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Frank Stitt’s Southern Table: First Courses

JoanN Feb 1, 2008 05:05 AM

February 2008 Cookbook of the Month, Frank Stitt’s Southern Table.

Please post your full-length reviews of first course recipes here. Please mention the name of the recipe you are reviewing as well as any modifications you made to the recipe.

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  1. MMRuth RE: JoanN Feb 1, 2008 11:18 AM

    Warm Cabbage Salad with Goat Cheese and Corn Bread Crostini, p. 126.

    I made this last weekend, and both my husband and I liked it. I didn't have slab bacon to make the lardons, so just used Applewood Smoked bacon. I used Boucheron for the goat cheese because that is what I had on hand, but it didn't melt as nicely as I think soft fresh goat cheese would.

    One odd thing is that the recipe calls for toasted pecans, but in both photos of the dish, the nuts are walnuts, and I think I might actually prefer walnuts here for some reason, though pecans are obviously a more Southern choice. Also, the way the corn bread is shown, the "planks" don't look like 4 x 1/2 inch planks to me.

    Definitely a dish that I'd make again.

    6 Replies
    1. re: MMRuth
      Candy RE: MMRuth Feb 1, 2008 11:34 AM

      That salad of Spring Lettuces, Sweet Peas, Mint, Chives and Dill is divine. I nearly had a heart attack when someone asked for bleu cheese crumbles for it. She obviously did not "get" the idea about that salad.

      The Autumn Beet Salad with Spiced Pecans Pears and cheese is also worth the effort. Lovely stuff.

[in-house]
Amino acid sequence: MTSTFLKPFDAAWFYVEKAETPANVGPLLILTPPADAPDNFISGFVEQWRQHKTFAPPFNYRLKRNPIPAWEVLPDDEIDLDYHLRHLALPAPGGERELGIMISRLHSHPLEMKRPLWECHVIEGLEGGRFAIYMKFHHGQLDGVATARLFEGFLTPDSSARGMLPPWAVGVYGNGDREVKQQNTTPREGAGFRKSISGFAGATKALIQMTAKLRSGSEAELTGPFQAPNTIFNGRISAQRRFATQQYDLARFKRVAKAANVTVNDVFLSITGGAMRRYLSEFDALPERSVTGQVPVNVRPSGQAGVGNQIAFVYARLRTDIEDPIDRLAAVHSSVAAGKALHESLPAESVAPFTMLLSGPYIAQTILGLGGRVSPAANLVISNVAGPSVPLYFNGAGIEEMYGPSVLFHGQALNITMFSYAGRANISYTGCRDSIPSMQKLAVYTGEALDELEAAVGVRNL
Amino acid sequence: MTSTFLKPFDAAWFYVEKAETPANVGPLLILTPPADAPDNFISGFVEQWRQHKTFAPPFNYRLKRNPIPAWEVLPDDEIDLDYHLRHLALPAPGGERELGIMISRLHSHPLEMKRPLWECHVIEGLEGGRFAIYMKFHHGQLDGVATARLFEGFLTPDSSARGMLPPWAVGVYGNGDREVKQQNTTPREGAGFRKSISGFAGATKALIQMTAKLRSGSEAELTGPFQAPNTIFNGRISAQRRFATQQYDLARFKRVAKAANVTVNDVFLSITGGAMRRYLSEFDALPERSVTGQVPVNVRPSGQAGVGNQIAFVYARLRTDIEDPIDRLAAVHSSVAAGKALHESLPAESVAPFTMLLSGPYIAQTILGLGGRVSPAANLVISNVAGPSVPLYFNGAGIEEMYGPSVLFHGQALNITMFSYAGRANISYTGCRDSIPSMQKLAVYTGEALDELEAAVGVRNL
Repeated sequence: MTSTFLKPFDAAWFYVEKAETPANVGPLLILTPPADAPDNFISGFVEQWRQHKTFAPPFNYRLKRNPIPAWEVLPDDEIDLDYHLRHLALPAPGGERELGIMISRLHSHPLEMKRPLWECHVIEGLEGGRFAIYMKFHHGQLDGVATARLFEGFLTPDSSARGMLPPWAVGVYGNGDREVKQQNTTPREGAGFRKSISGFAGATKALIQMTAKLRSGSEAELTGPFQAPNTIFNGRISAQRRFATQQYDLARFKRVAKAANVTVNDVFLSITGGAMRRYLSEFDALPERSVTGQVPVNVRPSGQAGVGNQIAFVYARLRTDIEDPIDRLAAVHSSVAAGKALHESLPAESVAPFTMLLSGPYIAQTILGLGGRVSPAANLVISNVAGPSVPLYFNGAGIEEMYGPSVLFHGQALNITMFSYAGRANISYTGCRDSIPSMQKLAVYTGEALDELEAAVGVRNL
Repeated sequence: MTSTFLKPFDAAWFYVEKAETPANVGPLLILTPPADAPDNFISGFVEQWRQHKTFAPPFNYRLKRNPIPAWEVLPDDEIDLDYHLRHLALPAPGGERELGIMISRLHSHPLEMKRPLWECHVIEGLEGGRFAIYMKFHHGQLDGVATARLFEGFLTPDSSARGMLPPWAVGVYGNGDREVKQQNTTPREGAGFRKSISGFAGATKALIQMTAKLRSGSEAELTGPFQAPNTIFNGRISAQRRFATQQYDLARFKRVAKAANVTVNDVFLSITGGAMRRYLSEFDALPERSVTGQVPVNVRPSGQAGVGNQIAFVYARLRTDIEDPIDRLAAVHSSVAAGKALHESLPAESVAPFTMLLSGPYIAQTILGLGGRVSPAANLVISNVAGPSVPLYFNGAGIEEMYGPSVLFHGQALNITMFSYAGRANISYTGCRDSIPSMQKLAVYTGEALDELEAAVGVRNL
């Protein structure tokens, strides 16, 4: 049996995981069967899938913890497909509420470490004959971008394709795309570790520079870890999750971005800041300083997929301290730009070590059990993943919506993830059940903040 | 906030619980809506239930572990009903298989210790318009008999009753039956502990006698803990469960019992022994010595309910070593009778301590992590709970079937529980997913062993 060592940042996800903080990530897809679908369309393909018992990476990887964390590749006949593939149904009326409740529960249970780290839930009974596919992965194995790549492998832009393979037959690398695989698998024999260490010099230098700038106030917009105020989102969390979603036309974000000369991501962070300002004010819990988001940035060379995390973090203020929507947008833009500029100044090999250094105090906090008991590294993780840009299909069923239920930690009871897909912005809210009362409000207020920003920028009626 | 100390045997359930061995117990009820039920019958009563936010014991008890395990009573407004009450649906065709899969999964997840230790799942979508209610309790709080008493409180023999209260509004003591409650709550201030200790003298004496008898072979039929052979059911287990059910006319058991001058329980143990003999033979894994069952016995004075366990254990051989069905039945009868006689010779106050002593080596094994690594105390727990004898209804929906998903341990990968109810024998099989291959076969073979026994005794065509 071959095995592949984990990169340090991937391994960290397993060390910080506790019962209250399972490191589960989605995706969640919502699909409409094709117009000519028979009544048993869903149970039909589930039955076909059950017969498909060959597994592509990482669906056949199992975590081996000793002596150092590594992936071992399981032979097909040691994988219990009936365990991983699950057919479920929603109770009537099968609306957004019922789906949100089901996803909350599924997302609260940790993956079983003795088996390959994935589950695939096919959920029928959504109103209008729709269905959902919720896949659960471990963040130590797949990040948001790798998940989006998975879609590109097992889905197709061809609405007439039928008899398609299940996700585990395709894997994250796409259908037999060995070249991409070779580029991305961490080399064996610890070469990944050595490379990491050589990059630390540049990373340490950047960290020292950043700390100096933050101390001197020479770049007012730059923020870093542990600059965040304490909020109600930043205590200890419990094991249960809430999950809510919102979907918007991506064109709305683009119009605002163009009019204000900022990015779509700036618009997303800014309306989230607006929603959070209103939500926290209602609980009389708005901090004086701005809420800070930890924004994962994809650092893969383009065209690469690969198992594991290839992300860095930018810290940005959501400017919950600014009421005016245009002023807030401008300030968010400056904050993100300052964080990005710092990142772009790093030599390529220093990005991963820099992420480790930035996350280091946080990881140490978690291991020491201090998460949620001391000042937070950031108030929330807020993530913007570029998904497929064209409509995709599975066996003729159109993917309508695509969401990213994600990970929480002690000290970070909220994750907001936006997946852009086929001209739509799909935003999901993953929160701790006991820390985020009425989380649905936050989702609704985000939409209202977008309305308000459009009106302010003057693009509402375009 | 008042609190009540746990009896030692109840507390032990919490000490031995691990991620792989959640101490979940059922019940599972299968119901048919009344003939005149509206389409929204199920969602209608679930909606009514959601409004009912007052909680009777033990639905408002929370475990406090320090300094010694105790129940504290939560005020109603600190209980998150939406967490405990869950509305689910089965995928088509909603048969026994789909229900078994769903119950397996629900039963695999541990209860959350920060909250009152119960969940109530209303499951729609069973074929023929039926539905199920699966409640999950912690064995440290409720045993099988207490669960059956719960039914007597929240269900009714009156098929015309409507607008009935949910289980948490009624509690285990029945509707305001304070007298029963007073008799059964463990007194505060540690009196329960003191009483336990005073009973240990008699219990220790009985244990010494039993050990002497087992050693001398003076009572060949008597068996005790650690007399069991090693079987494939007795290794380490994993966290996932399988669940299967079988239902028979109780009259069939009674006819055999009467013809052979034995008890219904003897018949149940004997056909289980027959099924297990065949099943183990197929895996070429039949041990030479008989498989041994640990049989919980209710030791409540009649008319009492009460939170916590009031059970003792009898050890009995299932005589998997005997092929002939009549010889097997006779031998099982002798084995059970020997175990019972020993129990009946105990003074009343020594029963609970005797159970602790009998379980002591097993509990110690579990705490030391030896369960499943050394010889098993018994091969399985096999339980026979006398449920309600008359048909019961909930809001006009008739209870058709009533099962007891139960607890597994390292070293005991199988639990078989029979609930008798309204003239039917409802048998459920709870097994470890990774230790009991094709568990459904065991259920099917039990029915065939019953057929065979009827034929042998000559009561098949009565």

1. re: Candy
        MMRuth RE: Candy Feb 1, 2008 11:36 AM

        How funny - I was just making out my shopping list to get the ingredients for the beet salad. And I'm going to make the low country red rice (?) with shrimp for dinner - not sure what to serve with or before it though ....

        I know you've cooked from this book a lot - when you have time, I'd especially like hearing about dishes that would be particularly good in winter.

        1. re: MMRuth
          Candy RE: MMRuth Feb 1, 2008 12:33 PM

          The red rice is pretty much an all in one dish. The PC as an app. that salad and maybe a bit of dessert, something light like the panna cotta. It is simple to do and delicious.

      2. re: MMRuth
        nissenpa RE: MMRuth Feb 2, 2008 02:06 AM

        Your picture is amazing. It makes me want to eat that salad right now---and it's 6:06 am!

        1. re: MMRuth
          oakjoan RE: MMRuth Feb 16, 2008 10:40 PM

          MMRuth: So how was it with the pecans? The photo looks gorgeous.

          1. re: oakjoan
            MMRuth RE: oakjoan Feb 17, 2008 06:19 AM

            I really like the pecans - I think I posted about on the other thread - Southern Traditions(?) - and made a second batch last weekend just to nibble on and it's pretty much gone. (And, alas, I don't think my husband is nibbling on them.) I like the delicate flavors of it, but others have posted that they think they are a bit on the dull side.

        2. Tom P RE: JoanN Feb 1, 2008 06:58 PM


          Another hugely successful recipe from this book. If you like the listed ingredients, or even think you might, make this salad.

          I used pancetta, as I often do when a recipe calls for bacon. And rather than do the cornbread as rounds, I made the cornbread into large croutons which I toasted about an hour before everyone arrived. I also used a variety of lettuces.

          The salad is beautiful to see, both vinaigrettes are terrific (I do variations on the buttermilk vinaigrette al the time, add lots of thyme!) and particularly if you have really fresh ingredients, it tastes wonderful. It is a staple for me.

          2 Replies
          1. re: Tom P
            MMRuth RE: Tom P Feb 2, 2008 05:30 AM

            I love that buttermilk dressing - made it last week since I had buttermilk leftover from making cornbread - and added chives to it which I think goes well.

            1. re: MMRuth
              Tom P RE: MMRuth Feb 2, 2008 04:43 PM

              I added chives too! Great minds...

          2. MMRuth RE: JoanN Feb 4, 2008 05:24 AM

            Autumn Beet Salad with Spiced Pecans, Pears and Fourme d'Ambert, p. 125